Sunday, April 06, 2008

So what's the big (low-fat) deal?

By James J. Gormley
Okay, so $415 million later the Women’s Health Initiative (WHI) Dietary Modification Trial not long back proved what we in the health-food camp have already known for ages — that fat balance and fat quality are key in promoting health and reducing the risk of cancer and heart disease.

The biggest-ever study to look at whether a low-fat diet can lower the risk of cancer or heart disease — one involving nearly 49,000 women aged 50 to 79 who were followed for eight years — found that, overall, a low-fat diet had no protective effect against these diseases.

As Harvard’s Dr. Walter Willett pointed out to the Washington Post at the time, “This should be the nail in the coffin for low-fat diets.”

Maybe, but low-fat and non-fat were, after all, bright, shining beacons of hope from a medical/public-health establishment that has, over the years, produced a series of health intifadas against such erstwhile “evils” as butter (not bad for us in moderation), salt (no persuasive evidence that it’s bad for the heart) and later, of course: fat.

Although public health groups are now saying that they had already well abandoned the “fat is bad” mantra a long time ago, the truth is that, as recently as 2000, the National Cancer Institute (NCI) was issuing cheerleading recommendations for low-fat and high-fiber diets in its Action Guide for Healthy Eating:

“Much research in the last few years has shown that […] eating a healthy diet, low in fat, high in fiber […] may help to lower cancer risk.” The NCI’s related “Action List for Fat” calls for consumers to use reduced-fat or non-fat salad dressings, low fat and fat-free foods and, you guessed it, margarine.

Today, it is known that low-fat salad dressings ironically lead to more weight gain than do their full-fat counterparts since tons of the fat-deprived dressings are heaped on salads since these poor cousins don’t make people feel full.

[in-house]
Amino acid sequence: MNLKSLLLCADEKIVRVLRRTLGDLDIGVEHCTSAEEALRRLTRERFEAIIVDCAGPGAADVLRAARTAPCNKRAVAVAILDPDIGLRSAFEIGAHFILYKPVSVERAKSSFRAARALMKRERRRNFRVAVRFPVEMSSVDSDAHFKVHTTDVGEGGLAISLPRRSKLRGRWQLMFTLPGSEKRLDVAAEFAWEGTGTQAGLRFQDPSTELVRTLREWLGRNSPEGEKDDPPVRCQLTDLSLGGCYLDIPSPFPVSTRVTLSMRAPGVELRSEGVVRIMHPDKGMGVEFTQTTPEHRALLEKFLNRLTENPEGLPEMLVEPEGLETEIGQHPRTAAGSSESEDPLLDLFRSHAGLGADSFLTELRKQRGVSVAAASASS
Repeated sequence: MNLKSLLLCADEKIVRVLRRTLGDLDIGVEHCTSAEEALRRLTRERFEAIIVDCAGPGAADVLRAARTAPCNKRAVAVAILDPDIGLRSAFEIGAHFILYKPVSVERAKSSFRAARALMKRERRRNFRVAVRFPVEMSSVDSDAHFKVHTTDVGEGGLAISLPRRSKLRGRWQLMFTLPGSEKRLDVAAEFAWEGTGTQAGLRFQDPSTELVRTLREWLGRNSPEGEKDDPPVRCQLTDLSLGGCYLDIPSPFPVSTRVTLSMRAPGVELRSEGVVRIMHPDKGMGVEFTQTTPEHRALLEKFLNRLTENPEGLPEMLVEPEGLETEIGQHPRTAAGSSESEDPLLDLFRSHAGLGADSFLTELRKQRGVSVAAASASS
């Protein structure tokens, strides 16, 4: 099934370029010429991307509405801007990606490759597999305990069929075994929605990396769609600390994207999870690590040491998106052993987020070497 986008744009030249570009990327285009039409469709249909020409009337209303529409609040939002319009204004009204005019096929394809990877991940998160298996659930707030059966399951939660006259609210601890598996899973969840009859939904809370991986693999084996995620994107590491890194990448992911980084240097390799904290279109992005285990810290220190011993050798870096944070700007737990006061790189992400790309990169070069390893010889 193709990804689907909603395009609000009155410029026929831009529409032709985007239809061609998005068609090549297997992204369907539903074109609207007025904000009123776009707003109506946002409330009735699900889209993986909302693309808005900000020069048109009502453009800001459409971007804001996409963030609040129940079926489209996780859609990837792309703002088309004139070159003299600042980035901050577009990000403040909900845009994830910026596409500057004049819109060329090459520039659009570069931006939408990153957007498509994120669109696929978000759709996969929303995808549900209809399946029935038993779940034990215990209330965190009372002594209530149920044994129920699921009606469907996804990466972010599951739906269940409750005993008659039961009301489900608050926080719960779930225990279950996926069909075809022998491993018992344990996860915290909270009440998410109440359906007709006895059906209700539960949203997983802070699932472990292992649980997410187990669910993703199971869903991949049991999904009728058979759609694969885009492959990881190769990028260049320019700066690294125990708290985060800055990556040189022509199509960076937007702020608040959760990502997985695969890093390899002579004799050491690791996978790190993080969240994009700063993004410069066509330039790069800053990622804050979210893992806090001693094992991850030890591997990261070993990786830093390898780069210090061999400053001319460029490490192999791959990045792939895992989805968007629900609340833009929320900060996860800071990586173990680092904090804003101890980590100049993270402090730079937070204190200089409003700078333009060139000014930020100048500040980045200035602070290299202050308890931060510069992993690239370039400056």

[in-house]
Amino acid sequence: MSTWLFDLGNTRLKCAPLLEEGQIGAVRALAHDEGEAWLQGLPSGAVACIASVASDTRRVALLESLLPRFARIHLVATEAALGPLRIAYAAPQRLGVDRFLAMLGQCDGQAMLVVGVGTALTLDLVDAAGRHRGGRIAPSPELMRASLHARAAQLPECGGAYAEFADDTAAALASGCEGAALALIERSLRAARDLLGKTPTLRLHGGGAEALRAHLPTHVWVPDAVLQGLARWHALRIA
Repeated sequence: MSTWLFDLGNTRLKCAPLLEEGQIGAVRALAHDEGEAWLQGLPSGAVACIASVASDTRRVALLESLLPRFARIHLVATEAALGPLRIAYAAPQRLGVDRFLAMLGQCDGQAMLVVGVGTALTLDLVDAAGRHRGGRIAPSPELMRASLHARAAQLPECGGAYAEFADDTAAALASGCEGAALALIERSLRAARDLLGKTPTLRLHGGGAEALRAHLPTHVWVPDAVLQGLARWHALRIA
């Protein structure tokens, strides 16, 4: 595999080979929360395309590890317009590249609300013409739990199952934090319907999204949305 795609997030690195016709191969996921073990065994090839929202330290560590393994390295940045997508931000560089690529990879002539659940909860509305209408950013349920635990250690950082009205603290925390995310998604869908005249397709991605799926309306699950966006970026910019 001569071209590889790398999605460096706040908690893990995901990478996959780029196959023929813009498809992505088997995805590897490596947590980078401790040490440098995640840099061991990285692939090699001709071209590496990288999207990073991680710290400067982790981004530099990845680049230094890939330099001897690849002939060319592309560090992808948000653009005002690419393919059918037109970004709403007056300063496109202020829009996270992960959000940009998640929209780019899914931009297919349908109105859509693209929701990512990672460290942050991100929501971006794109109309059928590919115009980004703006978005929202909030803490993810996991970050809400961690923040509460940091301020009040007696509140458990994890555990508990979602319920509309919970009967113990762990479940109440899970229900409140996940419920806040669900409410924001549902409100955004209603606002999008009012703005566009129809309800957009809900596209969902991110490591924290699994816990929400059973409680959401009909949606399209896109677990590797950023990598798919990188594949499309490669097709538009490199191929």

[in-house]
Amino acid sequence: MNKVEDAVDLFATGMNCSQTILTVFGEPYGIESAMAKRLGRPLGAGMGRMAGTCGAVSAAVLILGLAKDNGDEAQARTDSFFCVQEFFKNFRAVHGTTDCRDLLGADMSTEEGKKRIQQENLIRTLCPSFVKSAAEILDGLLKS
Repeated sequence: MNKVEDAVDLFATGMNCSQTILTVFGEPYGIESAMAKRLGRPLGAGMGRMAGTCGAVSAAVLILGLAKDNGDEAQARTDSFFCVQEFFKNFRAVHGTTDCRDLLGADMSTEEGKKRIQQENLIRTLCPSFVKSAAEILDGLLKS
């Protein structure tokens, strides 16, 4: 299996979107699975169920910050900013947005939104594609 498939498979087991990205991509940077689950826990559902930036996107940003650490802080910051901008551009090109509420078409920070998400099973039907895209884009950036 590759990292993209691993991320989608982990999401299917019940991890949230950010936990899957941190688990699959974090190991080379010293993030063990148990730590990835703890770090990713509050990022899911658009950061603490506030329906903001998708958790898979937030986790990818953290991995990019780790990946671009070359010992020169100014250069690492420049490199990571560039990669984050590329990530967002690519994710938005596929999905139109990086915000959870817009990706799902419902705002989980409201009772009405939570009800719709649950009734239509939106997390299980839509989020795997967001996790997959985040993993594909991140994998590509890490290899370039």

In terms of high-fiber, a 2005 review of 13 studies that appeared in the Journal of the American Medical Association found that high-fiber diets did not reduce the risk of colon cancer. We also know today that traditional tub margarine is loaded in heart-unfriendly partially hydrogenated (trans) fats.

One danger of these findings about the failings of low-fat diets is that people may feel the converse is true — that we can eat fat (of any kind) in unlimited quantities. False — saturated and trans fats will always be unhealthful, yes, however supplementation with high-potency, purified omega-3 fats is very healthful (and always will be).

Another danger is that people might believe that all dietary advice is unreliable and bad, and that everything should be discounted, which would be very wrong.

Although it is too bad the study did not employ generous levels of essential fats from the Mediterranean Diet, which is rich in omega-9 fat (olive oil) and omega-3 fats (mainly from fish) rather than cutting down all fat, alas it did not.

As I wrote, in DHA—A Good Fat, in 1999, “A balance of fats is what’s critical. […] a balance which existed, by and large, prior to the cholesterol crazes and low-fat/fat-free mania” that began a few decades ago.

Take away? Let’s keep eating healthfully, exercising, and thoughtfully supplementing, while feeling just a wee bit smug that we were right all along.

[Adapted from an editorial that originally appeared in Remedies magazine]
The Gormley Files - Blogged